Protest / Mineriada (1990-1999)

SummaryTimeline of the MineriadsWikipedia (en/ro)

34th Anniversary (1990-2024) – Decade of Mineriads

2024 marks the 34th Anniversary of the start of the decade of Jiu Valley Mineriads.
Mineriad (Romanian: Mineriadă) is the term used to name any of the successive interventions of miners in Bucharest, Romania, during the post-1989 Revolution period of January 1990 to February 1999. These interventions were generally seen as aimed at wrestling policy changes or simply material advantages from the current political power. Jiu Valley coal miners had staged political protests before, from the Lupeni Strike of 1929 to the Jiu Valley miners’ strike of 1977, and minor protests after 1999.
Following the December 1989 overthrow of the Romanian dictator Nicolae Ceasescu, the coal miners of Jiu Valley got caught up in the quickly changing socio-economic upheaval and fluid political dynamics of post-Communist Romania. Barely a month after Ceausescu’s death, miners and other workers were manipulated by former regime supporters and local interests into traveling hundreds of miles to confront anti-Communist protesters in Bucharest. For the Jiu Valley coal miners, this “intervention” began a pattern of six “mineriads” over the next decade, whereby political actions by normally apolitical industrial workers were instigated by both local and outside individuals and groups in support of their agendas while the miners reacted aggressively and sometimes militantly as their mines were closed and their jobs and families’ livelihoods eliminated. The Mineriads undermined the iconic social status the miners had held under the Communist regime and radically tarnished the public’s perception of the miners and the Jiu Valley region. For the coal miners of Jiu Valley, the Mineriads were a decade of pyrrhic victories, decline and loss while they struggled for economic survival and respect.
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Wikipedia (en)
Protests during the February 1990 Mineriad in the Victoria Palace, Bucharest

The mineriads (Romanian: mineriade) were a series of protests and often violent altercations by Jiu Valley miners in Bucharest during the 1990s, particularly 1990–91. The term "mineriad" is also used to refer to the most significant and violent of these encounters, which occurred June 13–15, 1990. During the 1990s, the Jiu Valley miners played a visible role in Romanian politics, and their protests reflected inter-political and societal struggles after the Romanian Revolution.

January 1990 mineriad[edit]

28 January[edit]

After the National Salvation Front's decision to transform itself into a political party, an anti-Communist demonstration took place in Bucharest's Victoria Square (Piața Victoriei), organised by the Christian Democratic National Peasants' Party (PNȚ-CD), National Liberal Party (PNL), and other historical and newly founded oppositional smaller parties.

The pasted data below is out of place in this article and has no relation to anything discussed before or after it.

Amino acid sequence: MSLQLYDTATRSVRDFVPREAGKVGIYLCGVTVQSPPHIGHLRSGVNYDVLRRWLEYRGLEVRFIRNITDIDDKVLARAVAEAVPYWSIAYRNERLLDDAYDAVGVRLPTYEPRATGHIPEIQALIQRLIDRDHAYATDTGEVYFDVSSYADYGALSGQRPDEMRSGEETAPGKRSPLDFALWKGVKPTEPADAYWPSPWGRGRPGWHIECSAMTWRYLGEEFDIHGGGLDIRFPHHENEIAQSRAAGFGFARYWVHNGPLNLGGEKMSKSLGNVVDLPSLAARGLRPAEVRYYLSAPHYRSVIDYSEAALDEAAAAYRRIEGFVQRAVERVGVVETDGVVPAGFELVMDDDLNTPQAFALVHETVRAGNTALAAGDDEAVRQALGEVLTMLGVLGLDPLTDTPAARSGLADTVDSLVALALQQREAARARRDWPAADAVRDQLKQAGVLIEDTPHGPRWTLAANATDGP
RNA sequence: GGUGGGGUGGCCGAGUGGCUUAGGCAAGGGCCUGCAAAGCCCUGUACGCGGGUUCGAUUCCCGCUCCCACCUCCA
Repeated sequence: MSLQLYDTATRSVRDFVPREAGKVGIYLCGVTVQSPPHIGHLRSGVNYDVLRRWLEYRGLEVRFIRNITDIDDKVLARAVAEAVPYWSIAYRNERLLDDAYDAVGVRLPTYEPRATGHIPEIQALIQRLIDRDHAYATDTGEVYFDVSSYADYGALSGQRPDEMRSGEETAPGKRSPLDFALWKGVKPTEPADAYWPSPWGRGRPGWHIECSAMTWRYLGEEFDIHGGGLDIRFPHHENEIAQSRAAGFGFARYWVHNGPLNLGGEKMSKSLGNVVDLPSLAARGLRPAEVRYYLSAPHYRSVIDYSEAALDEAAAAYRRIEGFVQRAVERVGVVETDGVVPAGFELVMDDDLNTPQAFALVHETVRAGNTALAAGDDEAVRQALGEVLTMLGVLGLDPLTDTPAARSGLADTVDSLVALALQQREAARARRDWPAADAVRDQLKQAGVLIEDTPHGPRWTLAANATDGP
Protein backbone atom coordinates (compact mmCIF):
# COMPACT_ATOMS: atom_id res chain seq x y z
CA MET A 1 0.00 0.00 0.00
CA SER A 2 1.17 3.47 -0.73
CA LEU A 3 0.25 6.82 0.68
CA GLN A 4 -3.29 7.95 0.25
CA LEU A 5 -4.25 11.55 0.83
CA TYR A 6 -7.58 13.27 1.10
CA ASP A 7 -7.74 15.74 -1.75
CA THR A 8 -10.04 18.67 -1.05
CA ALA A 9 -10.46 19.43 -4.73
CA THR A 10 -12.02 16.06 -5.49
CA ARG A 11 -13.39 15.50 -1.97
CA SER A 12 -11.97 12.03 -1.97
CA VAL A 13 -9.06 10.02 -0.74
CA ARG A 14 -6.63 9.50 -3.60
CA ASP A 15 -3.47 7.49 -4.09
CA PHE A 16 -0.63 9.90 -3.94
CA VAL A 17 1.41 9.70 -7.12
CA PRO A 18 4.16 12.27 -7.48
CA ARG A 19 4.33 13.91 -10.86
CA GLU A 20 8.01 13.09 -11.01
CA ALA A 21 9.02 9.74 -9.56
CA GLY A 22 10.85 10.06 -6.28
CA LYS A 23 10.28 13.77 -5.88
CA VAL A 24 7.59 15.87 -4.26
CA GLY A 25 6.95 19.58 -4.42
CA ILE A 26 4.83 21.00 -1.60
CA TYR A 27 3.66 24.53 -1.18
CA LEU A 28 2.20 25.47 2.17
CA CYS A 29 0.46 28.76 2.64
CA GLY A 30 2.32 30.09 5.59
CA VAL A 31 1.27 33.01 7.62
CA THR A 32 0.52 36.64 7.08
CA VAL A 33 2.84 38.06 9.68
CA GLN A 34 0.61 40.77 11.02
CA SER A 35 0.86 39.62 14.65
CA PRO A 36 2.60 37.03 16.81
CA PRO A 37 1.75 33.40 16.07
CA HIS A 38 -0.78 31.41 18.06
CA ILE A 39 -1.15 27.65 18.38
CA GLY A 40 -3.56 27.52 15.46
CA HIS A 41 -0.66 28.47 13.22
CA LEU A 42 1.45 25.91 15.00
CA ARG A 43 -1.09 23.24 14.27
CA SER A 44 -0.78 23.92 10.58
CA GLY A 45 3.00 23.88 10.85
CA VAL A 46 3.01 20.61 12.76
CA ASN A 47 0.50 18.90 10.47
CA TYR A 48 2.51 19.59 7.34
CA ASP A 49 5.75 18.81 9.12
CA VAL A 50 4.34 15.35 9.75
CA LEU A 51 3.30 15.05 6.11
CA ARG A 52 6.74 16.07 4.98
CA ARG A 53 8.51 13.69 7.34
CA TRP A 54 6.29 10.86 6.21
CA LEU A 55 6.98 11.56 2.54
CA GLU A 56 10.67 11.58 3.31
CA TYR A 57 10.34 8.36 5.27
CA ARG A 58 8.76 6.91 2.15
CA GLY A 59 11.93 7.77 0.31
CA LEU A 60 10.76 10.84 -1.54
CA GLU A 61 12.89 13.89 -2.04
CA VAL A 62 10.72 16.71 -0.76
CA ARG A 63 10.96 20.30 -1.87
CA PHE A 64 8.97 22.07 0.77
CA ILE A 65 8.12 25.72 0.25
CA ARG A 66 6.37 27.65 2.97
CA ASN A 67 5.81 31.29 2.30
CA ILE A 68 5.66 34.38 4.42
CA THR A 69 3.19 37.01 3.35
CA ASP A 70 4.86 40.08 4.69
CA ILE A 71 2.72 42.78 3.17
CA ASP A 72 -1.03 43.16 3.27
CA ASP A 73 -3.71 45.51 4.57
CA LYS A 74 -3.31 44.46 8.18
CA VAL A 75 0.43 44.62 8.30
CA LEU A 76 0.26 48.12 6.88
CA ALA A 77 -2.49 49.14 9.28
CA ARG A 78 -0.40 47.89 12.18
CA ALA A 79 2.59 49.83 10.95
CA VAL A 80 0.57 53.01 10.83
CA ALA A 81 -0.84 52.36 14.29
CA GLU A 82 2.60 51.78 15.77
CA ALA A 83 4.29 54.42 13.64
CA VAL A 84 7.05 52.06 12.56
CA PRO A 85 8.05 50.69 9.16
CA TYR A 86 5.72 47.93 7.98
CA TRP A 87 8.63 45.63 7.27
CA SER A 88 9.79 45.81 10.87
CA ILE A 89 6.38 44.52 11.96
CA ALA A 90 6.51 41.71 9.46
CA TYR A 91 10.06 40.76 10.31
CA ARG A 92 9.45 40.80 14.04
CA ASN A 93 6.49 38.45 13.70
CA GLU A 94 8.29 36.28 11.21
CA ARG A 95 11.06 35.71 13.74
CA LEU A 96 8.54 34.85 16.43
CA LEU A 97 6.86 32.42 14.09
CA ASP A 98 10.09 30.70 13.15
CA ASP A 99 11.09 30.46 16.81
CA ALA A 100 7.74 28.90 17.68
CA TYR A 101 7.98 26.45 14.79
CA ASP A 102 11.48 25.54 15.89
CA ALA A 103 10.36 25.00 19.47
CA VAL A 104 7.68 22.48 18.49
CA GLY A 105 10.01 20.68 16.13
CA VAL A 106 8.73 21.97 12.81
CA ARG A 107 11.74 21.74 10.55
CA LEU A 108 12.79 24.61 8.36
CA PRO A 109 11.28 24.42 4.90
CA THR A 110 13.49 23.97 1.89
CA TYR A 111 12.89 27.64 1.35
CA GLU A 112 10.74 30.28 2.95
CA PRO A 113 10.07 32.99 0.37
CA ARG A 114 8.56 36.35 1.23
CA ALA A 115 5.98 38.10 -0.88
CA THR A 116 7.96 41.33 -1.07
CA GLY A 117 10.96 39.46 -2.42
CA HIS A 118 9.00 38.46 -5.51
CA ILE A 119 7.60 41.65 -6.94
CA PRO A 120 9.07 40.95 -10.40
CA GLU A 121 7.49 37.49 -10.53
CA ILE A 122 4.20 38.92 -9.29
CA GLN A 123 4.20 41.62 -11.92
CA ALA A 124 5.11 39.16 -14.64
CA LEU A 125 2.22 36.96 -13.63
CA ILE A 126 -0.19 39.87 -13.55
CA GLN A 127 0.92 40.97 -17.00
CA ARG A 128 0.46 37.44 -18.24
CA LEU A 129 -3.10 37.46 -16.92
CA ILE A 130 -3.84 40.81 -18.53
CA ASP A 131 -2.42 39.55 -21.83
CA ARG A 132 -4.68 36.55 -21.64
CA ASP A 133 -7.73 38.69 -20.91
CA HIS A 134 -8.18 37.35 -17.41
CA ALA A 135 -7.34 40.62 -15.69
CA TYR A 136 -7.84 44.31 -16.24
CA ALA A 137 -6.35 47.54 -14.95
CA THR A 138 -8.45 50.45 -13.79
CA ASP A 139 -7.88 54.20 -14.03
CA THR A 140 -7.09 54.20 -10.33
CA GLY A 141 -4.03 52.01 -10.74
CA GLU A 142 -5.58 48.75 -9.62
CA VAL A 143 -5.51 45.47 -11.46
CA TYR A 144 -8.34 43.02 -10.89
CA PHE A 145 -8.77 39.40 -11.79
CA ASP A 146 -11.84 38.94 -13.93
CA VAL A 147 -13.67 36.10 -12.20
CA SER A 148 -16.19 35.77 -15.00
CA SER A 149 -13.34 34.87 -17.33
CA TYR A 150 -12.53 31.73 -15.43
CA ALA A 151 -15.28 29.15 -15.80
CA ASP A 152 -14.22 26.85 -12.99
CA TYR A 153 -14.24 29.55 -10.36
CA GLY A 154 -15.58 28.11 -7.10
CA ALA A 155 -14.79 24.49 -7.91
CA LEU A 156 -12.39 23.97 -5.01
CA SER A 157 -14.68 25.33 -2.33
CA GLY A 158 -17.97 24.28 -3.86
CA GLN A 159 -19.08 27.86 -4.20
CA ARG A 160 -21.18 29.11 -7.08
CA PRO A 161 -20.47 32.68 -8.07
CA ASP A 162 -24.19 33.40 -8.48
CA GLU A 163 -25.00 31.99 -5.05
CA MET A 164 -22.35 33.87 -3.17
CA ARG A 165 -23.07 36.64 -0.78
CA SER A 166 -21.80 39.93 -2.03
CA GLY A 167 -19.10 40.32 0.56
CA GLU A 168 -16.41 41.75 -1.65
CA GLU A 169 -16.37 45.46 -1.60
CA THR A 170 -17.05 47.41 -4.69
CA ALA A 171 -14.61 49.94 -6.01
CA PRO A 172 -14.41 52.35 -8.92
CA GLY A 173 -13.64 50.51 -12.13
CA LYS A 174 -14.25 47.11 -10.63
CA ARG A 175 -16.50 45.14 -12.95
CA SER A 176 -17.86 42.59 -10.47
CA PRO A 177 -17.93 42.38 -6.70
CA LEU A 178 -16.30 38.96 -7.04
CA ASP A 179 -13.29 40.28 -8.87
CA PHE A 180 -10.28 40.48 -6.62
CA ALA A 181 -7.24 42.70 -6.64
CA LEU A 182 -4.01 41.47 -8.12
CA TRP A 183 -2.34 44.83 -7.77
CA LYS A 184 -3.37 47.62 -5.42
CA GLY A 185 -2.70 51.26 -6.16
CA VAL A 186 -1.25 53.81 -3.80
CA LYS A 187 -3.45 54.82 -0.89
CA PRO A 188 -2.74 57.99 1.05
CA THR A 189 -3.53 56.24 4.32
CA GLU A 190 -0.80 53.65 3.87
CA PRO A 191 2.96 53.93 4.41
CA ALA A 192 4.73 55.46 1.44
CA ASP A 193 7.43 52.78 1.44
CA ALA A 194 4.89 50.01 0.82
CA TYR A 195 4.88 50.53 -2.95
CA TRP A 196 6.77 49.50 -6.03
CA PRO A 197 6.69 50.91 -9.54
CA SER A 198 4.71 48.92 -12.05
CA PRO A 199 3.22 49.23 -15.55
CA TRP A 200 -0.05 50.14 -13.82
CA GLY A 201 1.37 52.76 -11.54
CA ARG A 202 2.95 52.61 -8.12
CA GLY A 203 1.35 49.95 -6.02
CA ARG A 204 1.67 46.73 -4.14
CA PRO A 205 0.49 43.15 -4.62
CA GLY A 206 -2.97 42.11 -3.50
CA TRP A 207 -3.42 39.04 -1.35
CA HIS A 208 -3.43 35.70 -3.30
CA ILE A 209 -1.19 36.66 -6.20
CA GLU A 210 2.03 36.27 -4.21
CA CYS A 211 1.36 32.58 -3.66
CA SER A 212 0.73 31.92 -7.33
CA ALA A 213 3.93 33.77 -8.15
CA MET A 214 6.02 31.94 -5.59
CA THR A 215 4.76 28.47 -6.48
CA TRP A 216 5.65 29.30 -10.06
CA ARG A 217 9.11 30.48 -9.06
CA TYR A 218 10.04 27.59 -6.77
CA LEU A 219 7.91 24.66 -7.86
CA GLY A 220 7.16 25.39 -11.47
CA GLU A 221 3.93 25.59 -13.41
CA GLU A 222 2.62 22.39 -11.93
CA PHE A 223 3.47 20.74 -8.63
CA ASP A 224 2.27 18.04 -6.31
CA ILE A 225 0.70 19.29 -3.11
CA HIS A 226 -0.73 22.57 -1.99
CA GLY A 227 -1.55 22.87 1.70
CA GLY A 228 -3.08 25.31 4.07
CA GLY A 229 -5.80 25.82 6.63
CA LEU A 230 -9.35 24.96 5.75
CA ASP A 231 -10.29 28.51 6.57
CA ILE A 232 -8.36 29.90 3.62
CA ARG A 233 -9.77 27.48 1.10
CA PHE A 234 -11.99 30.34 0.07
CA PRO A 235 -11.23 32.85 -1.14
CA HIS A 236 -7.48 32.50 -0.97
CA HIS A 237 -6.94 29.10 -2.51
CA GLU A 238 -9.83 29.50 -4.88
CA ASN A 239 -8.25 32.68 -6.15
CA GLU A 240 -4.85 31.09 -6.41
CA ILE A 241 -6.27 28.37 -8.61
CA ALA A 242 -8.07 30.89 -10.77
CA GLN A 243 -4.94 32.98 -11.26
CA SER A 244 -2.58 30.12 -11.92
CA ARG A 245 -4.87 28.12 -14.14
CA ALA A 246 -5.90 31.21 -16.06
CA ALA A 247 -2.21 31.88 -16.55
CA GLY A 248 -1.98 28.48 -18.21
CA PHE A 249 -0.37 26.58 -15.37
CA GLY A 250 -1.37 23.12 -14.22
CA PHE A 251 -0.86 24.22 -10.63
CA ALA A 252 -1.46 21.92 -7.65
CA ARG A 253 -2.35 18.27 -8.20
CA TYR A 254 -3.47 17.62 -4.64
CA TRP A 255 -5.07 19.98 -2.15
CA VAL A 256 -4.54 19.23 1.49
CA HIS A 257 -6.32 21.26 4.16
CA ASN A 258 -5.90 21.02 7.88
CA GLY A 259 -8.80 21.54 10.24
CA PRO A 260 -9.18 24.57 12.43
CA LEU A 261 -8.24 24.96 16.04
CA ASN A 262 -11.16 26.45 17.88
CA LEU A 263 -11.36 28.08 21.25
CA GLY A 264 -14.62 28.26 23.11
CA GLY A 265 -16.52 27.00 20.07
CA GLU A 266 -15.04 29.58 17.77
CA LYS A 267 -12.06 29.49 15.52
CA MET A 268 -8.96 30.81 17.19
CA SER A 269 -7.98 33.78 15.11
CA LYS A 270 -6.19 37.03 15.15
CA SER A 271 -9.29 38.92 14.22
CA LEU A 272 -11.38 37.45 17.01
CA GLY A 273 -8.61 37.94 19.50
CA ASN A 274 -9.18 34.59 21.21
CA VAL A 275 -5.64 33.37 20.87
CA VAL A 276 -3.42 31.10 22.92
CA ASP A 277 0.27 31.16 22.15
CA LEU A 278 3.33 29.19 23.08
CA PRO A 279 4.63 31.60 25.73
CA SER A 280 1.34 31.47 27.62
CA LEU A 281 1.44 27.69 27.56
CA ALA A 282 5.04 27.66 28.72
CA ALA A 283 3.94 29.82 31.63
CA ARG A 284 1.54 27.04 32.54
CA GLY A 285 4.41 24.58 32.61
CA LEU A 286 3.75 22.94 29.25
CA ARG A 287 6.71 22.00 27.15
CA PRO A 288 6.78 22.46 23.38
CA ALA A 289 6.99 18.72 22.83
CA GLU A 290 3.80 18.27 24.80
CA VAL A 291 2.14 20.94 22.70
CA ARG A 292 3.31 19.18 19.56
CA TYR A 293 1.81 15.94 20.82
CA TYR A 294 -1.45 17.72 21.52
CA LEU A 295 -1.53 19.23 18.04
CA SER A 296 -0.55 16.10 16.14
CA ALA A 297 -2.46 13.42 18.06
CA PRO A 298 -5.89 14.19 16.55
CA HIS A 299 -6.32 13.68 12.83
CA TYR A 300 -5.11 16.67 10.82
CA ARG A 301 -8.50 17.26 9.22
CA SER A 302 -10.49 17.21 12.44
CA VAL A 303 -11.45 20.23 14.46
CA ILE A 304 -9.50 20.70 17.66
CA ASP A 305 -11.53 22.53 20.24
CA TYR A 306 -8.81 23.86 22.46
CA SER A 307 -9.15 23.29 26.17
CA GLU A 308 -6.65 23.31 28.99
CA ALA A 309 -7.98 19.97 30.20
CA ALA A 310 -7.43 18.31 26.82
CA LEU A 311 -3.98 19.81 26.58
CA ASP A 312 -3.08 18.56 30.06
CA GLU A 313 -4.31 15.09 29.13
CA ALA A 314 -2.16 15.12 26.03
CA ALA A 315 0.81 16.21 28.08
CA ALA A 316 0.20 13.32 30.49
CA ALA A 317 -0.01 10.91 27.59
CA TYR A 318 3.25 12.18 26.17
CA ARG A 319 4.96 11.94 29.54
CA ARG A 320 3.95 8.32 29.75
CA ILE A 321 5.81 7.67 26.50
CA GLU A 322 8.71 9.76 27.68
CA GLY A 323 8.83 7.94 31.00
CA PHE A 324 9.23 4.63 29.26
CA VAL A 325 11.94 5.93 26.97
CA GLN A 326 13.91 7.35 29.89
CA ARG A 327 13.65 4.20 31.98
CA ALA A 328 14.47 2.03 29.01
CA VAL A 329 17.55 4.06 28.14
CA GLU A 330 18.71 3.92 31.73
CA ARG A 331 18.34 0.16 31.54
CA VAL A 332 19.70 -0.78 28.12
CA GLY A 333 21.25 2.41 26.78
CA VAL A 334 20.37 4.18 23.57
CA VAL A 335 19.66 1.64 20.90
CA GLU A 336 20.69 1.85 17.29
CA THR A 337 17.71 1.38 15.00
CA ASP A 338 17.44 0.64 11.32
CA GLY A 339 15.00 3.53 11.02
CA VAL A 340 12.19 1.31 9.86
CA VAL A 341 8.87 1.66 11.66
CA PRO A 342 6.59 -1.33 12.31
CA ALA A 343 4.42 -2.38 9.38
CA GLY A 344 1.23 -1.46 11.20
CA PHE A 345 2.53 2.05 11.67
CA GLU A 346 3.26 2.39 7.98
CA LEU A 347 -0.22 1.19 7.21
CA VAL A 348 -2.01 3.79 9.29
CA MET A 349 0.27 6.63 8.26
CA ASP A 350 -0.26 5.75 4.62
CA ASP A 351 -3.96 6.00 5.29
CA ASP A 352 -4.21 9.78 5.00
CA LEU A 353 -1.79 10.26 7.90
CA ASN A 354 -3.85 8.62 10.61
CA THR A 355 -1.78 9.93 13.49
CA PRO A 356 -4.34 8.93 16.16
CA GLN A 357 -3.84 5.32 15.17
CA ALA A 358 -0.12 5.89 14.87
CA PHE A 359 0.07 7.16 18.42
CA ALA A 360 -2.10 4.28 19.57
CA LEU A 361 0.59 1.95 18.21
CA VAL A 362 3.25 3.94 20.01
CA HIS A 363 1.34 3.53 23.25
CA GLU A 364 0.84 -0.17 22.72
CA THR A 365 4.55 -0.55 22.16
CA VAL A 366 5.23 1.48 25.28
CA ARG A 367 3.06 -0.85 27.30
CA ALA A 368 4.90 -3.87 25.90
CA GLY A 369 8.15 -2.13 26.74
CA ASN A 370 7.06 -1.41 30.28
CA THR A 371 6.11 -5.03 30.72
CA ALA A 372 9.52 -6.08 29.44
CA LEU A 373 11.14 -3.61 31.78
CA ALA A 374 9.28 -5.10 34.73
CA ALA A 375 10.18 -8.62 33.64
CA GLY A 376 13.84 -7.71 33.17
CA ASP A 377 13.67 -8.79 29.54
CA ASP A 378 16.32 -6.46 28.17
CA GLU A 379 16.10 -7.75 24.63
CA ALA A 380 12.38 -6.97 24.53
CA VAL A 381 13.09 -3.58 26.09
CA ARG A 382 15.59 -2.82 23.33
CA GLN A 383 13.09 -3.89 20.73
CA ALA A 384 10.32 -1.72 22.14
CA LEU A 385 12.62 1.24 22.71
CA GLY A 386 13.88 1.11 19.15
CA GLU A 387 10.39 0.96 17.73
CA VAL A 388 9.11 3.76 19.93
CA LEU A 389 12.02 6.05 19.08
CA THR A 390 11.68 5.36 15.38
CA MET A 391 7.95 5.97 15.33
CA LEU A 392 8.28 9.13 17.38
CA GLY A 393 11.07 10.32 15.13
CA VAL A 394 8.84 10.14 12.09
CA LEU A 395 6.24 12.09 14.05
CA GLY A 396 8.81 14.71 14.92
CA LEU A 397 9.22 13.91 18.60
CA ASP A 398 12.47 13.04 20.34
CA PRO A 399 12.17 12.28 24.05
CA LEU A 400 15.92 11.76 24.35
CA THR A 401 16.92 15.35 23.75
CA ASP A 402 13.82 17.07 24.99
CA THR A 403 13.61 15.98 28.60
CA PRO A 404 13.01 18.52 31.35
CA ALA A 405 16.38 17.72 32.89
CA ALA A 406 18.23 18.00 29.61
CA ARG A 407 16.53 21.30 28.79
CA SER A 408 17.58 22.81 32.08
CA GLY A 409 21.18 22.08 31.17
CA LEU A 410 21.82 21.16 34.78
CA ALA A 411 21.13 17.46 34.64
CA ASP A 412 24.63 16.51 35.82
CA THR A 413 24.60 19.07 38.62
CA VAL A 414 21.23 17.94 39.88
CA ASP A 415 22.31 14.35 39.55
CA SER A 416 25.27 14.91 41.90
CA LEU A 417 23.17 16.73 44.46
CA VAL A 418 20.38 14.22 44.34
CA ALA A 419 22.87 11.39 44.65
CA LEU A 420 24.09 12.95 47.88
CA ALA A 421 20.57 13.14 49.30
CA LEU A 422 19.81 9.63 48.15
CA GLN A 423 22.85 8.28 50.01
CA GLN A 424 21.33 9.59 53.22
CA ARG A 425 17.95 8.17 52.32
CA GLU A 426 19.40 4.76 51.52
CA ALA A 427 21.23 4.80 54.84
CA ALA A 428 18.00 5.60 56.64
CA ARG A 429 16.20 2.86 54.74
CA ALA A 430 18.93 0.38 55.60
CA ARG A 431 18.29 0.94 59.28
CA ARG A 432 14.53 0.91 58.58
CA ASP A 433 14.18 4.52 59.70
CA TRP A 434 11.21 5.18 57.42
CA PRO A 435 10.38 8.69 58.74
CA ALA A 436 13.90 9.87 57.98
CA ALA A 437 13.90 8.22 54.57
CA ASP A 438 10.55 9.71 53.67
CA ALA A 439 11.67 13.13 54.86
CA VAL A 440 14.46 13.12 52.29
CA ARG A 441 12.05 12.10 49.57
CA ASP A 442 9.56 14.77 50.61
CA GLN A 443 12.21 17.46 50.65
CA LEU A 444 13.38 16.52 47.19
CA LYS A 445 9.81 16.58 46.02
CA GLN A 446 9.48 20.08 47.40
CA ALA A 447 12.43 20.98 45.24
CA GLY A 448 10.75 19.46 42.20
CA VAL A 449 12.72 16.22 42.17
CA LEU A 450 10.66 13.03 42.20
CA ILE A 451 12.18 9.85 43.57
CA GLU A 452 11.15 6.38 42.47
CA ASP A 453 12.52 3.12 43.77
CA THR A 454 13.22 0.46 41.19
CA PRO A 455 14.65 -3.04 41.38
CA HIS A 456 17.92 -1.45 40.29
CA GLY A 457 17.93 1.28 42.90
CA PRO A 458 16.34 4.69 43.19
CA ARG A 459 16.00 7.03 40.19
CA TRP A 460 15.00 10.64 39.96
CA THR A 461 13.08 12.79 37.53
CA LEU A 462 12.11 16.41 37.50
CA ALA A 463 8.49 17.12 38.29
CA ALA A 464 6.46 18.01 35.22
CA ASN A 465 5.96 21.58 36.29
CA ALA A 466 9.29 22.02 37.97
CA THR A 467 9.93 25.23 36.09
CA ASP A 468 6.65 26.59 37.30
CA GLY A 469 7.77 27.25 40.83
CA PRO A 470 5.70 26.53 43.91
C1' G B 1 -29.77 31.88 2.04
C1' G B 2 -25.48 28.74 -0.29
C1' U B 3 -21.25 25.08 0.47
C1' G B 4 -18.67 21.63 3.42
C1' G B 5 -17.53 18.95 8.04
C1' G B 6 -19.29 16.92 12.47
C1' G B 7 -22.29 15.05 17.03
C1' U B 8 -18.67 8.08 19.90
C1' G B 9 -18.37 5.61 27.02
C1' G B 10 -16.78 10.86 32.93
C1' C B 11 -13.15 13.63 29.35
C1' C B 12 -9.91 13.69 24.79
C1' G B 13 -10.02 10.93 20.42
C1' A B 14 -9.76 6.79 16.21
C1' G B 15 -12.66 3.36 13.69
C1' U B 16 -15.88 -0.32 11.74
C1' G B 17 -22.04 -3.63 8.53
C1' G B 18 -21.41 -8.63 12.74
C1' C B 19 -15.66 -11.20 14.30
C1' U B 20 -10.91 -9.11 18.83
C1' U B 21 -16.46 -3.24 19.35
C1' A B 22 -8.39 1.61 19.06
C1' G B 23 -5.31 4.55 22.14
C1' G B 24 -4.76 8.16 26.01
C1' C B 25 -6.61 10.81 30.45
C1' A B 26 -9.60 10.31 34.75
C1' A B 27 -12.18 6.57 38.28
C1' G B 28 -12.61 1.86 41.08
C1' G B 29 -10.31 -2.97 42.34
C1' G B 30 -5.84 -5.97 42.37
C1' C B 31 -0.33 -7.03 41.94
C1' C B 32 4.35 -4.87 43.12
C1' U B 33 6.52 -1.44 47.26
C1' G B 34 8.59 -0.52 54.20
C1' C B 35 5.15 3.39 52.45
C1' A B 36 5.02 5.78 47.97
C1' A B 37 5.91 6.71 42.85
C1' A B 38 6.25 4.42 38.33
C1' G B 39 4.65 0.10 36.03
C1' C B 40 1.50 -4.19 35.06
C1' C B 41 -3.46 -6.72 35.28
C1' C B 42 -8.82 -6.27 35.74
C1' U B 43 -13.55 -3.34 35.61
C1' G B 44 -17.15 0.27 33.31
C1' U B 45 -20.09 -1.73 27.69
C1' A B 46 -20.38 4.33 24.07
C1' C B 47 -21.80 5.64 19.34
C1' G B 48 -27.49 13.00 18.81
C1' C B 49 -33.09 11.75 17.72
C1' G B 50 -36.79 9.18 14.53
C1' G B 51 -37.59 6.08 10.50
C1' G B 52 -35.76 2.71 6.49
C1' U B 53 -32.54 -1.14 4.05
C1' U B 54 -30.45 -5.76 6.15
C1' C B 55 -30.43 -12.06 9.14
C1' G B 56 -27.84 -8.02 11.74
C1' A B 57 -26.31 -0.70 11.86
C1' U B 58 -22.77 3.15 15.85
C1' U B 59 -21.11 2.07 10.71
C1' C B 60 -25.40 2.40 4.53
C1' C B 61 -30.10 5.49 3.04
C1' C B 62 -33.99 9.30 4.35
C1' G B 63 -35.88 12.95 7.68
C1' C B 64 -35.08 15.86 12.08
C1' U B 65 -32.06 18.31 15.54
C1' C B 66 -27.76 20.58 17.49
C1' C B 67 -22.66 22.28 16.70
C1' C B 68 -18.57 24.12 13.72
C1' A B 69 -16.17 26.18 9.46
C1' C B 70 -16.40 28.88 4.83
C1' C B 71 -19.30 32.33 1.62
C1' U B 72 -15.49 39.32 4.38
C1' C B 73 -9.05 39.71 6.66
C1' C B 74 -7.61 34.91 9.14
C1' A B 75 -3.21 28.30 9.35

Even though the anti-Communist demonstration started out (and was intended to be) non-violent, the protesters charged the Parliament building and demanded the resignation of the FSN party. After that, the FSN started talks with the parliamentary opposition parties.[citation needed]

29 January[edit]

The miners boarded the trains at Gara de Nord and departed to their homes, but not before President Ion Iliescu thanked them for their services.

February 1990 mineriad[edit]

Bucharest meeting February 1990
Bucharest meeting February 1990
Bucharest Government Building February 1990

Less than a month after the January mineriad, another anti-Communist manifestation took place in Bucharest on February 18. Despite the demonstrators' pleas to non-violence, several persons started throwing stones into the Government building. Riot police and army forces intervened to restore order, and on the same night, 4,000 miners headed to Bucharest.

Opposition leaders and independent media speculated that the demonstration was manipulated by the Securitate and the FSN. Miners maintained their relative innocence of the violence, claiming that the agitation and most of the brutality was the work of Iliescu’s government agents who had infiltrated and disguised themselves as miners.[1]

June 1990 mineriad[edit]

The Romanian miners of the Jiu Valley were called by the newly elected power to Bucharest to end the riots that broke up on 13 June 1990. As President Ion Iliescu put it, the miners were called to save the "besieged democratic regime" and restore order and democracy in Bucharest. The government trucked in thousands of miners from the Jiu Valley to Bucharest to confront the demonstrators. The rest of Romania and the world watched the government television broadcasts of miners and other unionized workers brutally grappling with students and other protesters.

Over the course of a month-long demonstration in University Square, many protesters had gathered with the goal of attaining official recognition for the 8th demand of the popular Proclamation of Timișoara, which stated that communists and former communists (including President Iliescu himself) should be prevented from holding official functions. Supporters of the opposition were dissatisfied with Iliescu's first government, which was made up mostly of former communists, claiming that it implemented reforms very slowly or not at all. The protests mostly ended after Iliescu’s FSN obtained a decisive victory (over two thirds of the votes) in the May 20th elections. However, a small group decided to continue protests and staged a hunger strike. Following attempts of the authorities to clear up the University Square, where the protesters had been squatting during the previous months, some among the protesters grew violent and attacked the police headquarters and the national television station. When the police were unable to contain the violence, Iliescu appealed to the miners to "defend the country". Special trains transported some 10,000 miners to the capital, where the miners violently confronted anyone they saw as opposing the government.[2]